Another ritual focuses more on offering up symbolic items. One way is to create a boat offering, which is typically used when women have issues with fertility or when individuals are asking for guidance, inspiration, or protection. To complete this ritual, you place items of significance to Yemaja on a boat, as well as your written requests, and recite a prayer. For example, as the goddess of the seas, Yemaja is invoked by fishermen to improve their luck and increase their catches.

People can also throw group celebrations for Yemaja that include dancing, sacrifices, and more. Children play games such as dunking for candy in the shape of fish, and whoever wins the game is said to earn more of Yemaja’s good luck. 

A small statue of Yemaja is surrounded by seashells.

Source: Inked Goddess Creations 

Legends Associated with Yemaja

While there are some discrepancies among legends about Yemaja’s origin, the stories about how she ends and births the other orisha are agreed upon. 

Origin story 

There are two possible beginnings for Yemaja. In one, as one of the daughters of Olodumare or Olofi, (the names for the Yorban Creator of the Universe), Yemaja was sent to Earth with sixteen of her fellow orisha before the creation of humans. Once they arrived, the orisha prepped the world for humans. In the other, Yemaja is the daughter of a demi-god figure named Obatala and his wife. She and her sibling, Aganyu, later had a son together.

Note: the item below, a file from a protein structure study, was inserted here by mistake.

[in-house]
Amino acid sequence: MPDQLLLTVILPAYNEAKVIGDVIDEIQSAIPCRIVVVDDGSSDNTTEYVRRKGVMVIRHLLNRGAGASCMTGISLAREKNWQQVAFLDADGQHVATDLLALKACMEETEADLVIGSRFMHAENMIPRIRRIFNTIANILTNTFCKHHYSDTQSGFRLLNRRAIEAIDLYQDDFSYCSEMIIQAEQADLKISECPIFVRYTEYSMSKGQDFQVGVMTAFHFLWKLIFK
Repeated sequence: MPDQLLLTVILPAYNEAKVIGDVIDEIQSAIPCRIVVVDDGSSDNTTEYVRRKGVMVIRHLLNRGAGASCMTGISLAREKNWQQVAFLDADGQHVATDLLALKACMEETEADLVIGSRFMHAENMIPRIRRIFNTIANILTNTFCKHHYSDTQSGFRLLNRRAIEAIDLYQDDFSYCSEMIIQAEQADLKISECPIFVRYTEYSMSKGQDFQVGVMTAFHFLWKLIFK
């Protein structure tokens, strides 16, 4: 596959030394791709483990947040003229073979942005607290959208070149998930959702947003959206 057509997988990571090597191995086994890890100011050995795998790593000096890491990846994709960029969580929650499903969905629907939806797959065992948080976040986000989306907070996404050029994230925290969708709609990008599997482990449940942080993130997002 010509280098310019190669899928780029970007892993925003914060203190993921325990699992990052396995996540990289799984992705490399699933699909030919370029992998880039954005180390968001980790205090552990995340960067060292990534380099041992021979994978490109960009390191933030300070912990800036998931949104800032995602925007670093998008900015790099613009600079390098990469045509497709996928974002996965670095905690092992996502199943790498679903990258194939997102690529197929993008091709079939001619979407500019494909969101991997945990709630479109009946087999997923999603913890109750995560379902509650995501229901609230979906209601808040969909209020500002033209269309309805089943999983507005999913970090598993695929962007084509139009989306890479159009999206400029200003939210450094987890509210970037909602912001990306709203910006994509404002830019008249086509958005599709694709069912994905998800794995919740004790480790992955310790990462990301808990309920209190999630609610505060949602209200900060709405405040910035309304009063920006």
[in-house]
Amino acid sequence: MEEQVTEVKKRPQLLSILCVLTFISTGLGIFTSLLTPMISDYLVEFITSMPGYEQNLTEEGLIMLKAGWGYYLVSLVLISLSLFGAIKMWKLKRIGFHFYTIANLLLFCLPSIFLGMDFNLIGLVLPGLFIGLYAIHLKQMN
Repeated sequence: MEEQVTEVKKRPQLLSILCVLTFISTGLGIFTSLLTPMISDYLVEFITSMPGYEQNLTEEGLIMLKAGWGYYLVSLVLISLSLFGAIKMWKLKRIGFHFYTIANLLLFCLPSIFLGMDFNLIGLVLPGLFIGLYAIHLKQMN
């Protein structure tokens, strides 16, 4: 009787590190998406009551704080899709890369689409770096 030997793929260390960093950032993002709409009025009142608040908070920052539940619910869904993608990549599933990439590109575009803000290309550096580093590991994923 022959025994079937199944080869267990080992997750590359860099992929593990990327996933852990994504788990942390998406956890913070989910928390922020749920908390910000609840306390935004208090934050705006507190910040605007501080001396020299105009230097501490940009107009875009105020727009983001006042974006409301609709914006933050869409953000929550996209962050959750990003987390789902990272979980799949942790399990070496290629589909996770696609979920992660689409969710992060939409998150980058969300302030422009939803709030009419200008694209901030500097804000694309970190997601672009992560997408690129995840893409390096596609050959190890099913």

Another important aspect of Yemaja’s story is that she was once only a river goddess; however, as her believers were sold into slavery, she decided to follow and protect them in their travels across the ocean. Through this action, she became the goddess of the oceans and seas in addition to the rivers.

Yemaja’s death and the creation of life

While details of Yemaja’s origin story are less known, her death tale is a notoriously sad one. Her son, in an act intended to rebel against his father, raped his mother. Afterward, Yemaja hid atop a tall mountain and cursed her son for his violent actions and betrayal. Consumed with pain and sadness, Yemaja jumped off of the mountain and took her own life. 

In her death, Yemaja became the Mother of All by giving birth to 14 orisha. When her water broke for these births, the liquid that flowed from her body created the seven seas. Some versions of the legend even say humans were also born from her body, truly making her the Mother of All. 

Yemaja and Olokun

Once, when Yemaja’s fellow orisha Olokun felt undervalued by the humans, Olokun created massive Tsunami-like waves to punish them for their disrespect. The humans feared for their lives and their land. 

Yemaja, the nurturing Mother of All, convinced Olokun to stop sending the waves and to calm down. Once Olokun calmed, the water returned to the oceans. Beautiful shells, pearls, and pieces of coral remained on the land, and Yemaja saved the humans from Olokun’s wrath. 

Yemaja and the seashell

According to legend, Yemaja gave humanity a seashell in which people could always hear her voice; to this day, people still hear the sound of the ocean and of Yemaja when they hold a seashell to their ear.